June 17, 2010
Hiking in the Grand Canyon can be really difficult, but very rewarding. There are many different lengths to choose from and levels of hardness. There are short rim walks right along the edge, cleared paths onto lookout points just in the canyon, short 2 mile hikes and then 4, 5, 6+ mile hikes all the way down to the bottom of the Canyon. The most important thing to remember is the high elevation and the steep incline/decline. If your hike down takes 30 minutes your hike up will take an hour. The hike up will be about double the time it took for you to get down. When my dad and I reached our turn around point on the North Rim I felt like I could do way more, but going back up was hard and I am so glad we didn’t go further or I would have had to sweet talk my way onto a mule to get back up. We met a couple on the plane who came up with an interesting alternative to hiking the whole canyon. They hiked the whole way down, which is long and hard (a whole day hike), but it is down the whole way and manageable if you are in decent shape. The way up is the hard part, so instead they stayed overnight at Phanton Ranch (the camp at the bottom) and then river rafted out. I won’t suggest any companies here like I sometimes do, because there are a bunch and not having tried one I don’t want to suggest something I haven’t experienced first hand. But it sounds like an awesome alternative that I would love to go back and do someday soon!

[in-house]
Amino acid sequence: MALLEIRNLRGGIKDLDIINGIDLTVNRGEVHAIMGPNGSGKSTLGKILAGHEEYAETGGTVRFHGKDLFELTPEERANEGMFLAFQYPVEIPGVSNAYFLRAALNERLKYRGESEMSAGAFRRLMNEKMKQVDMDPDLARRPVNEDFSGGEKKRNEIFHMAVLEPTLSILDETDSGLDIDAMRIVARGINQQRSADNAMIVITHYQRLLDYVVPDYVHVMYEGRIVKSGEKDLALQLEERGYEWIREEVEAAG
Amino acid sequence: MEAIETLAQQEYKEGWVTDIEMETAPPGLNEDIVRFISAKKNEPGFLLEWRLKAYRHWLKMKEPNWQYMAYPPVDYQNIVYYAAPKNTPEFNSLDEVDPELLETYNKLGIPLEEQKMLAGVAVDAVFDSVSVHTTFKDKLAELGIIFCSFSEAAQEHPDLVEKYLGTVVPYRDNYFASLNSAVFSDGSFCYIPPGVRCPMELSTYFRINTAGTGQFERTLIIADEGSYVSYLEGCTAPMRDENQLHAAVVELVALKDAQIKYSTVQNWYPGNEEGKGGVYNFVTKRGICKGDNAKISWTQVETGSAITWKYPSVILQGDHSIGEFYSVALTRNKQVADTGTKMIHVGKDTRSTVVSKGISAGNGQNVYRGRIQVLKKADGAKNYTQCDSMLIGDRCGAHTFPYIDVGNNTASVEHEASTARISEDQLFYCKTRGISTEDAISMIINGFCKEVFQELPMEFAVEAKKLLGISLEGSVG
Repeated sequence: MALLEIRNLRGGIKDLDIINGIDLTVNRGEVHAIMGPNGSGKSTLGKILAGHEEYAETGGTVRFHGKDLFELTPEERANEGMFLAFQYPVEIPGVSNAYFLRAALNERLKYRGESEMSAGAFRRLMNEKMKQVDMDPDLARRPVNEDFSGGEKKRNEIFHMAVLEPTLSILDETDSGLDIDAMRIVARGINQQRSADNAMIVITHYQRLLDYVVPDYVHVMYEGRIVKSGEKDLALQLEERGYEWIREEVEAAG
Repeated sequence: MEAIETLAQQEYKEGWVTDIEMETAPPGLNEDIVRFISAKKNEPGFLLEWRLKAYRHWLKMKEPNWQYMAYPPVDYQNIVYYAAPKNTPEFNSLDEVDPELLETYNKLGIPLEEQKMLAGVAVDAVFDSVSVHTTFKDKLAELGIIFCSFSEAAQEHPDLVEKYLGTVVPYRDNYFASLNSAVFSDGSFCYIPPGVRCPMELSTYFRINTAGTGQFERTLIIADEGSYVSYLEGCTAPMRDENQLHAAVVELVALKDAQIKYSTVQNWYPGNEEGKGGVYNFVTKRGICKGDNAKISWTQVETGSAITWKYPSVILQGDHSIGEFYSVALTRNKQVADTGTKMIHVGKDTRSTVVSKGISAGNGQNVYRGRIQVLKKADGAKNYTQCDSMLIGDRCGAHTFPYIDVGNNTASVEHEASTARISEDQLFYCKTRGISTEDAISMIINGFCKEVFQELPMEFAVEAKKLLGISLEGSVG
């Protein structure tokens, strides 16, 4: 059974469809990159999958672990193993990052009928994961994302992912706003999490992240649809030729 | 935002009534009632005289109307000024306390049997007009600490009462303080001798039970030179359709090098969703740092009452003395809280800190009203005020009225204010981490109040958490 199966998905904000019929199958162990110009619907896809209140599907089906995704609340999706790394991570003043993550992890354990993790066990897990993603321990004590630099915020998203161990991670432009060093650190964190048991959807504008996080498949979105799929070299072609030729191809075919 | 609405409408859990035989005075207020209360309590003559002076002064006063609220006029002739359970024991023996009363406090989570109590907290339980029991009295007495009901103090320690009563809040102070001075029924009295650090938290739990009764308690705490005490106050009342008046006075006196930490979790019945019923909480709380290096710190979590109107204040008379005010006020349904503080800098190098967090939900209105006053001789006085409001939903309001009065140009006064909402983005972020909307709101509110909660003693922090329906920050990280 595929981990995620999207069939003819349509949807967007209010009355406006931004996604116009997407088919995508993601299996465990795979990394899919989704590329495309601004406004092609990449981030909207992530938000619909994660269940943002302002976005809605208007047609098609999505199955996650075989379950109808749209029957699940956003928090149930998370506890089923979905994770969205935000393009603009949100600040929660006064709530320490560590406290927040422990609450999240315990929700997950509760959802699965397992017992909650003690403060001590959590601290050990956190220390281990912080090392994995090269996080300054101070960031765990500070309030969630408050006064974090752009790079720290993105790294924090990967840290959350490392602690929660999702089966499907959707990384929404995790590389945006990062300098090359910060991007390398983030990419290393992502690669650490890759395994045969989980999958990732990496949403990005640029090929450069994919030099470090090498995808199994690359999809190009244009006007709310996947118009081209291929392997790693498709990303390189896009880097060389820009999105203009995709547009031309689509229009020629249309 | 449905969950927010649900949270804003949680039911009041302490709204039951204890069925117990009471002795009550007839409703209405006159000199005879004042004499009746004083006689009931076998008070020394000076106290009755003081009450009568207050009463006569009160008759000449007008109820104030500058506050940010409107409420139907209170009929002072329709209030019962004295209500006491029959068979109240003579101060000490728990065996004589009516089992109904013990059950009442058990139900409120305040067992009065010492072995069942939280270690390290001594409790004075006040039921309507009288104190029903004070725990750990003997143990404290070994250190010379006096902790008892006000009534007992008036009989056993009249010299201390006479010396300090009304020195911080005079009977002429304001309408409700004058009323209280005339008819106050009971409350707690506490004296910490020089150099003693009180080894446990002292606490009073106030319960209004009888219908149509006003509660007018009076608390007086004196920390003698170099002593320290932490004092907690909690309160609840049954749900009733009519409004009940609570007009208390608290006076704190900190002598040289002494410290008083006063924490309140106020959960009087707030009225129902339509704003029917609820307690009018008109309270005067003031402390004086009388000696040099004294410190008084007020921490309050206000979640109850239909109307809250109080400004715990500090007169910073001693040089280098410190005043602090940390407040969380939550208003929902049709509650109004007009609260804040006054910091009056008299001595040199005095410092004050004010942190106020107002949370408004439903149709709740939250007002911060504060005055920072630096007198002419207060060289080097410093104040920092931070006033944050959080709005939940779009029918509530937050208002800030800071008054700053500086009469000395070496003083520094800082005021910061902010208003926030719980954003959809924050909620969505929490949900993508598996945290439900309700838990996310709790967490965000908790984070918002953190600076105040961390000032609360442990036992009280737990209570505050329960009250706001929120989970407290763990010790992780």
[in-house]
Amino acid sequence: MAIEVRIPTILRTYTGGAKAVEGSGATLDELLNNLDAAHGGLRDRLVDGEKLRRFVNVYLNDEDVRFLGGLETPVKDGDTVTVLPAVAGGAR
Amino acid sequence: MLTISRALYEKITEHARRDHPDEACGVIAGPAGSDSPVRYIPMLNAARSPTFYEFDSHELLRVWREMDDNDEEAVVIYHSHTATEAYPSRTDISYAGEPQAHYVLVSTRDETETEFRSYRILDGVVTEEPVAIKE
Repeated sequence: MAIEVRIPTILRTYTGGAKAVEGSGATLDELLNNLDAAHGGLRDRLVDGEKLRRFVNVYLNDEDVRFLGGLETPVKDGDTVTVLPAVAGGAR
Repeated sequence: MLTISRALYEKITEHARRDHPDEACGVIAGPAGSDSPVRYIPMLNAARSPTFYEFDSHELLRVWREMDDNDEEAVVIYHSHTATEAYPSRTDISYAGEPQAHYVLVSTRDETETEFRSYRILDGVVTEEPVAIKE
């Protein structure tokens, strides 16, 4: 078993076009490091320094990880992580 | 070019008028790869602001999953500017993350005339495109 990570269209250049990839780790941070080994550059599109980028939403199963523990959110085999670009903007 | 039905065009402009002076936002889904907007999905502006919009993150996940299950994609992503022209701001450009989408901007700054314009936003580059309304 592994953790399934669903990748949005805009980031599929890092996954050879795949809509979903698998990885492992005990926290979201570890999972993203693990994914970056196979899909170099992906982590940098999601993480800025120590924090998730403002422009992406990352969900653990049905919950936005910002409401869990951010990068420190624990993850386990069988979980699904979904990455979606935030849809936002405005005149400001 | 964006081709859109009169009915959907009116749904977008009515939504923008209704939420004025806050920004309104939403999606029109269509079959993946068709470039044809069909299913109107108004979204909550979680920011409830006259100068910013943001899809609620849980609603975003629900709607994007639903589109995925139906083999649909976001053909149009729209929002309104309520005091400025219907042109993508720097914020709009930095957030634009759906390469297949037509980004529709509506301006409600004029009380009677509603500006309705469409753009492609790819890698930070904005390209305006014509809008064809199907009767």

Mule rides are an option if you want to explore farther than you can walk, but they can be very uncomfortable and bumpy rides, there is also not the best footing and there have been some injuries in the past, they’re rare, but they happen. If you have limited time like we did I would highly suggest a hike and a helicopter ride over a mule ride. More details on the helicopter ride to come soon! I spoke with some people who loved their mule ride, so really à chacun son goût.
We hiked the Bridle Trail, which was 1.2 miles roundtrip, not bad at all and had a beautiful lookout point at the turn around spot. You can check out info about the trails here along with some tips and information. The basic points to remember are to stay hydrated, eat enough food, and wear good sneakers or hiking boots.
If you don’t want to hike at all you can take a short walk on an even path out to a gigantic rock that juts out into the canyon for an amazing view. Warning: do not do if you are afraid of heights! I do not have a fear and even I felt a little scared up there with the strong wind.
Be sure to keep your eyes open for fun critters and birds. We saw deer, chipmunks, squirrels, lizards and so many birds including an adorable nest with three babies built right into the side of the canyon.
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